# Geometric Maps

Geometric maps provide a simple, but effective way to identify points that can be considered equal up to a specified precision. A geometric map basically divides 3D space into cubes sized according to the specified resolution. Cubes can only be sized in discrete steps, each step corresponding to an order of magnitude. All points within the cube collapse to the corner closest to the origin of the coordinate system.

A geometric map uses a dictionary to map string representations of XYZ coordinates to an index in a list, a key in another dictionary, or to an actual geometric location. The keys of a dictionary form a set. Therefore the keys are unique and lookups in a dictionary are very fast.

## Comparing distances

The concept is best explained with an example. Consider a set of line segments defined by their start and end point coordinates. To determine how the lines are connected, we could compute the distance between each point and all other points, identifying a match as soon as the distance is below a tolerance value.

import compas

print(len(lines))

tol = 0.001
tol2 = tol ** 2

vertices = []
edges = []

for sp, ep in lines:
u = None
v = None

for i, xyz in enumerate(vertices):
if u is None:
# no match has been found for the start point yet
if (xyz - sp) ** 2 < tol and (xyz - sp) ** 2 < tol and (xyz - sp) ** 2 < tol:
u = i

if v is None:
# no match has been found for the end point yet
if (xyz - ep) ** 2 < tol and (xyz - ep) ** 2 < tol and (xyz - ep) ** 2 < tol:
v = i

if u is not None and v is not None:
# if both points have been found in the current list of vertices iteration can stop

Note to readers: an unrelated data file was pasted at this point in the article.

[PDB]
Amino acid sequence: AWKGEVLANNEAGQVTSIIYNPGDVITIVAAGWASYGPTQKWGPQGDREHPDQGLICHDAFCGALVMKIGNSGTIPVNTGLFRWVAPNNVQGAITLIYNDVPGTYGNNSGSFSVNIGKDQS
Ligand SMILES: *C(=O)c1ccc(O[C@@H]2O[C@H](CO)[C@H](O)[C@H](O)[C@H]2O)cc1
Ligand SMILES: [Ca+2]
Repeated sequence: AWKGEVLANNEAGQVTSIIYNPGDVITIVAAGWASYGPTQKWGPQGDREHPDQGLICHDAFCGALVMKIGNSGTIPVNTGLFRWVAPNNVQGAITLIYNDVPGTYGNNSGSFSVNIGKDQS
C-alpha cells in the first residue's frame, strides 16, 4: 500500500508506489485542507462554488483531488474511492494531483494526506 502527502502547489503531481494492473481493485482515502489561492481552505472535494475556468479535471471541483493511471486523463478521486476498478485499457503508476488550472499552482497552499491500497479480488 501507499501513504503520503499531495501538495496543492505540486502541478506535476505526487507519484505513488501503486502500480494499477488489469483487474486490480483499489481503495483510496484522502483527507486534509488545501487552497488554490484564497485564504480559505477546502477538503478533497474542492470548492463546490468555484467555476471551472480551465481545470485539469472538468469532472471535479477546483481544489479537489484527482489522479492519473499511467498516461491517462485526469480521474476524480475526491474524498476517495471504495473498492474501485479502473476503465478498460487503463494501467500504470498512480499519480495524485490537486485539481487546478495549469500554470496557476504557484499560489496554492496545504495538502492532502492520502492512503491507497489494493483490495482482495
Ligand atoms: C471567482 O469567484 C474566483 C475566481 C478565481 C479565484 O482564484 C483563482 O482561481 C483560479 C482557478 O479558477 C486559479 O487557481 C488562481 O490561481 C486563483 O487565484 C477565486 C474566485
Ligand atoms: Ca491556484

break

if u is None:
# the start point is not in the list of vertices that were already identified
u = len(vertices)
vertices.append(sp)

if v is None:
# the end point is not in the list of vertices
v = len(vertices)
vertices.append(ep)

edges.append((u, v))

# verify the result
print(len(lines) == len(edges))
print(len(edges)) == len(set(edges))


Note

We are not really comparing distances between points, but rather the distance per coordinate axis. This has the advantage that when the points don’t match the calculation gets interrupted faster than when calculating the full spatial distance.

## Geometric mapping

The code above works fine and is fast enough for small sets of lines. However, computation time grows exponentially when the number of lines increases. Therefore, things slow down pretty quickly…

A better way is to use a geometric map.

import compas

print(len(lines))

tol = '3f'
vertexdict = {}
edges = []

for sp, ep in lines:
a = "{0:.{1}},{0:.{1}},{0:.{1}}".format(sp, tol)
b = "{0:.{1}},{0:.{1}},{0:.{1}}".format(ep, tol)
vertexdict[a] = sp
vertexdict[b] = ep
edges.append((a, b))

key_index = {key: index for index, key in enumerate(vertexdict)}

vertices = list(vertexdict.values())
edges[:] = [(key_index[a], key_index[b]) for a, b in edges]

# verify the result
print(len(lines) == len(edges))
print(len(edges)) == len(set(edges))


## Identifying elements

Geometric maps are used internally for many things, such as computing the connectivity between geometric objects as illustrated above. This is for example the mechanism behind Network.from_lines() or Mesh.from_polygons().

Another task geometric maps are useful for is identification of elemenets of data structures based on selected (CAD) geometry.

import compas
import compas_rhino

from compas.datastructures import Mesh

guid = compas_rhino.select_mesh()
surf = RhinoMesh.from_guid(guid)
mesh = surf.to_compas()

guids = compas_rhino.select_points()
points = compas_rhino.get_point_coordinates(guids)

gkey_vertex = {geometric_key(mesh.vertex_coordinates(vertex)): vertex for vertex in mesh.vertices()}

for point in points:
gkey = geometric_key(point)

if gkey in gkey_vertex:
vertex = gkey_vertex[gkey]

# do something to this vertex
# for example mark it as fixed
# or add a load to it based on the name of the matching point